Our Lady of Dallas


During my Christmas stay with relatives in Grapevine, Texas, I had the opportunity to visit the Cistercian Abbey in Irving, about 9 miles away.

In the Abbey chapel I found a 2011 booklet of Christmas carols in Hungarian.  That was not surprising, because the founders of the Abbey were refugee monks from Hungary.  After the Communist government in Hungary disbanded the monasteries in 1950, many of the monks continued their monastic life clandestinely, while others found refuge in other countries.  In 1954 several of them came to Texas at the invitation of the Bishop of Dallas-Fort Worth.  The initial group was joined later by more Cistercians from Hungary.  In 1961 the Cistercians of Dallas were established as an independent monastery under the patronage of Our Lady of Dallas.

Some of the monks were faculty members of the Catholic University of Dallas when it opened its doors to its first students in September 1956.  The University now has a student enrollment of 3,000 students.

In 1962 the monastery founded a Cistercian Preparatory School (grades 5-12) at the request of a group of Catholic parents.  The school now has an enrollment of 350, and the present headmaster, Father Peter Verhalen, O. Cist, is the first alumnus to serve in that post.

In 1991 the decision was made to build an Abbey church.  The building was constructed in less than one year, and was financed by fund-raising led by alumni of the school.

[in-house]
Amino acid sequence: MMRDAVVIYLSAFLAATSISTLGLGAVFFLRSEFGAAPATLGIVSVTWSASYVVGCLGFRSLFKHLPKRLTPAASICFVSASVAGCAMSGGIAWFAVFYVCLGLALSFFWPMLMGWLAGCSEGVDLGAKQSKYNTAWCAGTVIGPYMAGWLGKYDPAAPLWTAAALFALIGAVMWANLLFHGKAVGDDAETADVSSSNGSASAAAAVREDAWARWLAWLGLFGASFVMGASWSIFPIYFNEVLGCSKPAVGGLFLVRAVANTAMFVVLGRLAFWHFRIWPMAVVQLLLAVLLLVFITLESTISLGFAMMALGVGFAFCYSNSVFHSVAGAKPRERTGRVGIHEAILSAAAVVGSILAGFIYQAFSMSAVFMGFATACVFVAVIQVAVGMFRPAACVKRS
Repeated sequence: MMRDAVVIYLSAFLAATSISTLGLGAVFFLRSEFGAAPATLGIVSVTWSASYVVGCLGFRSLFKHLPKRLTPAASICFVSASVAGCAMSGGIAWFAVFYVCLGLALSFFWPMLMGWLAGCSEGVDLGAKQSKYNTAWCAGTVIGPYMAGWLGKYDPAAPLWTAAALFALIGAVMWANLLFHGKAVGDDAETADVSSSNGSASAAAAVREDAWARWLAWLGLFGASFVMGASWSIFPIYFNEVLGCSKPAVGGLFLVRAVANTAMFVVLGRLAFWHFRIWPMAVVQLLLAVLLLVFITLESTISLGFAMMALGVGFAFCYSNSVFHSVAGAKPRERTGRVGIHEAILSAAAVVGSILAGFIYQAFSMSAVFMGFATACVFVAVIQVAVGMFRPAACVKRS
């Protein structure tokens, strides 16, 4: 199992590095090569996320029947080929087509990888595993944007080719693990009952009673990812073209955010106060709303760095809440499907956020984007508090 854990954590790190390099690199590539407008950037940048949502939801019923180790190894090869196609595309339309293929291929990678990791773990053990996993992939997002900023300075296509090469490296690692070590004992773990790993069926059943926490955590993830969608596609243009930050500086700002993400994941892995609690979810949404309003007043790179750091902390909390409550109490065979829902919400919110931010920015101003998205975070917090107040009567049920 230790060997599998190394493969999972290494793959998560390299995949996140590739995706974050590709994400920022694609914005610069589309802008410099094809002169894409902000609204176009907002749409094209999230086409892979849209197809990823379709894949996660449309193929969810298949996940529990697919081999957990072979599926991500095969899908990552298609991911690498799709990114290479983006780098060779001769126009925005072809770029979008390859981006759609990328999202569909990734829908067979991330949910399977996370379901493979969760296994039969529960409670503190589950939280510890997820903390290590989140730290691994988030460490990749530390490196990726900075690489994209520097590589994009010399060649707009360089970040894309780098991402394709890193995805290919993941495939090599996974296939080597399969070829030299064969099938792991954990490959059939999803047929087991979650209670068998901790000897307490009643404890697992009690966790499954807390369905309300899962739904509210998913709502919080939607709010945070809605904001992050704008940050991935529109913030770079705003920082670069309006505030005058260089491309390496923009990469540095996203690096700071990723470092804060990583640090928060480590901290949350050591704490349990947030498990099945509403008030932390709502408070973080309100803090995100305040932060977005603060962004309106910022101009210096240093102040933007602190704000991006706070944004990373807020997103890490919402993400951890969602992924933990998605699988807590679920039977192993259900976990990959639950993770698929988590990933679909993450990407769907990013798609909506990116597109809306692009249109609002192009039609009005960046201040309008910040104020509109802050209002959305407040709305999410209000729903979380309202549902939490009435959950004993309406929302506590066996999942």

The Abbey church of Our Lady of Dallas is constructed of 427 huge blocks of Texas limestone, each weighing approximately 4000 pounds.  The huge stones maintain their natural texture and color, both on the inside and outside of the church, giving the structure a rugged simplicity that matches the life of the monks.

The church was dedicated by the bishop of Dallas in May 1992.  It serves the students as well as the monastic community, and is also open to the public.  Last night, December 24th, after the recitation of the Office of Readings at 11.30 p.m., Christmas Mass was celebrated at midnight.  The music of the Mass was the traditional Gregorian chant sung by the monks led by their choirmaster, Father Bernard Marton O. Cist.


About johnmarley27

John Marley is a missionary in the Society of Saint Columban. He has lived and studied in Ireland, Italy and the USA, as well as spending many years as a missionary in the Philippines, Chile and Mexico. He sees himself as a citizen of the world, because it all belongs to his heavenly Father. I began this blog to see if I could write something interesting every day based on my own experiences and reflections. I thought it might occasionally appeal to others either as entertaining or maybe inspiring. I choose the topics at random. If I run out of random topics I will either stop writing or perhaps start a series. .

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